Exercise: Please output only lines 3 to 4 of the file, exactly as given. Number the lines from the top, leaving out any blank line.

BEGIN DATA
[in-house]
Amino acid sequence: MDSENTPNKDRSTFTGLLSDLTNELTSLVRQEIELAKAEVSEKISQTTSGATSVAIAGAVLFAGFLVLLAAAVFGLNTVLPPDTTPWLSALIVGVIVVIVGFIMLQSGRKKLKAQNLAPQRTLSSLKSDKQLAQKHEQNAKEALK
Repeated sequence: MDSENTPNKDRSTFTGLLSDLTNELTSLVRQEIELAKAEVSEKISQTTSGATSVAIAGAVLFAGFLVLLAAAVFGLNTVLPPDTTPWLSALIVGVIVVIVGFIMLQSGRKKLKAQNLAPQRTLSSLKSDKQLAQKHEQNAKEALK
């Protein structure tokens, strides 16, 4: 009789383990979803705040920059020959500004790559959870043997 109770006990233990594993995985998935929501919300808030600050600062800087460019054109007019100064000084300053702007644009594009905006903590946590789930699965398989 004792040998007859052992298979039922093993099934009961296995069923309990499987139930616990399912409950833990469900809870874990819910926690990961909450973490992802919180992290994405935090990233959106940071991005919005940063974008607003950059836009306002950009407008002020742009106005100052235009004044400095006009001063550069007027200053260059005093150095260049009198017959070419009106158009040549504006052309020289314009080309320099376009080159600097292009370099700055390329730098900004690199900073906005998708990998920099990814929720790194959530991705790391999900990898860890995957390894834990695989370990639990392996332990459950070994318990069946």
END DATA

Repeated sequence: MDSENTPNKDRSTFTGLLSDLTNELTSLVRQEIELAKAEVSEKISQTTSGATSVAIAGAVLFAGFLVLLAAAVFGLNTVLPPDTTPWLSALIVGVIVVIVGFIMLQSGRKKLKAQNLAPQRTLSSLKSDKQLAQKHEQNAKEALK
């Protein structure tokens, strides 16, 4: 009789383990979803705040920059020959500004790559959870043997 109770006990233990594993995985998935929501919300808030600050600062800087460019054109007019100064000084300053702007644009594009905006903590946590789930699965398989 004792040998007859052992298979039922093993099934009961296995069923309990499987139930616990399912409950833990469900809870874990819910926690990961909450973490992802919180992290994405935090990233959106940071991005919005940063974008607003950059836009306002950009407008002020742009106005100052235009004044400095006009001063550069007027200053260059005093150095260049009198017959070419009106158009040549504006052309020289314009080309320099376009080159600097292009370099700055390329730098900004690199900073906005998708990998920099990814929720790194959530991705790391999900990898860890995957390894834990695989370990639990392996332990459950070994318990069946």